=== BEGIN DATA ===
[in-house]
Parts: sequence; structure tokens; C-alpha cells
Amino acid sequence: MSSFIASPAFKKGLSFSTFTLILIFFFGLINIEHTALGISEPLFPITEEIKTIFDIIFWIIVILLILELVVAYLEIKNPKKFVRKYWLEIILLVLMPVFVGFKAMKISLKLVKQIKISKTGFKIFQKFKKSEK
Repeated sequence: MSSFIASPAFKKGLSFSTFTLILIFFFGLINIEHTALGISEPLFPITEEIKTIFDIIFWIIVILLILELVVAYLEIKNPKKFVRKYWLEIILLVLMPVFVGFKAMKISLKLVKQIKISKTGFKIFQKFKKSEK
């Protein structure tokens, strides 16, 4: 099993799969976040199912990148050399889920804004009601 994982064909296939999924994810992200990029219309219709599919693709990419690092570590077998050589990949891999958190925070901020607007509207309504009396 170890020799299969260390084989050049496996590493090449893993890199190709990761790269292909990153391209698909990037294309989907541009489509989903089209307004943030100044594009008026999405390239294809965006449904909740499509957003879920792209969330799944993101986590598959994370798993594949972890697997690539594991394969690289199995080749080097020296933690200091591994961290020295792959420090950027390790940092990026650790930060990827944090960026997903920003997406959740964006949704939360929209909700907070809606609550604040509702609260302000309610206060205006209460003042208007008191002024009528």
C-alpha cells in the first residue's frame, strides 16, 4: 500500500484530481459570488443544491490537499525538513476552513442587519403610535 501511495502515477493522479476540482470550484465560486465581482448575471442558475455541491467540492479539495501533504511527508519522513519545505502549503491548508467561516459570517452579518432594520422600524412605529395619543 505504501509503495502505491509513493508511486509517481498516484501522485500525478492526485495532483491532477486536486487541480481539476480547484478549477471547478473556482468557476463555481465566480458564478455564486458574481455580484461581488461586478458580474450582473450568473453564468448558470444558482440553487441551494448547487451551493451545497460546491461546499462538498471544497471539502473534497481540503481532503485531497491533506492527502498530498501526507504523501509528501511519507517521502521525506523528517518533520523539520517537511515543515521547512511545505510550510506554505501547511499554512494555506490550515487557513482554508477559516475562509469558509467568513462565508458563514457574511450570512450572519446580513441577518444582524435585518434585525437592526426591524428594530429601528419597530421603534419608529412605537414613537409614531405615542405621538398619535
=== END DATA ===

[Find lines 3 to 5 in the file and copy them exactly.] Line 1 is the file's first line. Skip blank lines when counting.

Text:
Amino acid sequence: MSSFIASPAFKKGLSFSTFTLILIFFFGLINIEHTALGISEPLFPITEEIKTIFDIIFWIIVILLILELVVAYLEIKNPKKFVRKYWLEIILLVLMPVFVGFKAMKISLKLVKQIKISKTGFKIFQKFKKSEK
Repeated sequence: MSSFIASPAFKKGLSFSTFTLILIFFFGLINIEHTALGISEPLFPITEEIKTIFDIIFWIIVILLILELVVAYLEIKNPKKFVRKYWLEIILLVLMPVFVGFKAMKISLKLVKQIKISKTGFKIFQKFKKSEK
């Protein structure tokens, strides 16, 4: 099993799969976040199912990148050399889920804004009601 994982064909296939999924994810992200990029219309219709599919693709990419690092570590077998050589990949891999958190925070901020607007509207309504009396 170890020799299969260390084989050049496996590493090449893993890199190709990761790269292909990153391209698909990037294309989907541009489509989903089209307004943030100044594009008026999405390239294809965006449904909740499509957003879920792209969330799944993101986590598959994370798993594949972890697997690539594991394969690289199995080749080097020296933690200091591994961290020295792959420090950027390790940092990026650790930060990827944090960026997903920003997406959740964006949704939360929209909700907070809606609550604040509702609260302000309610206060205006209460003042208007008191002024009528």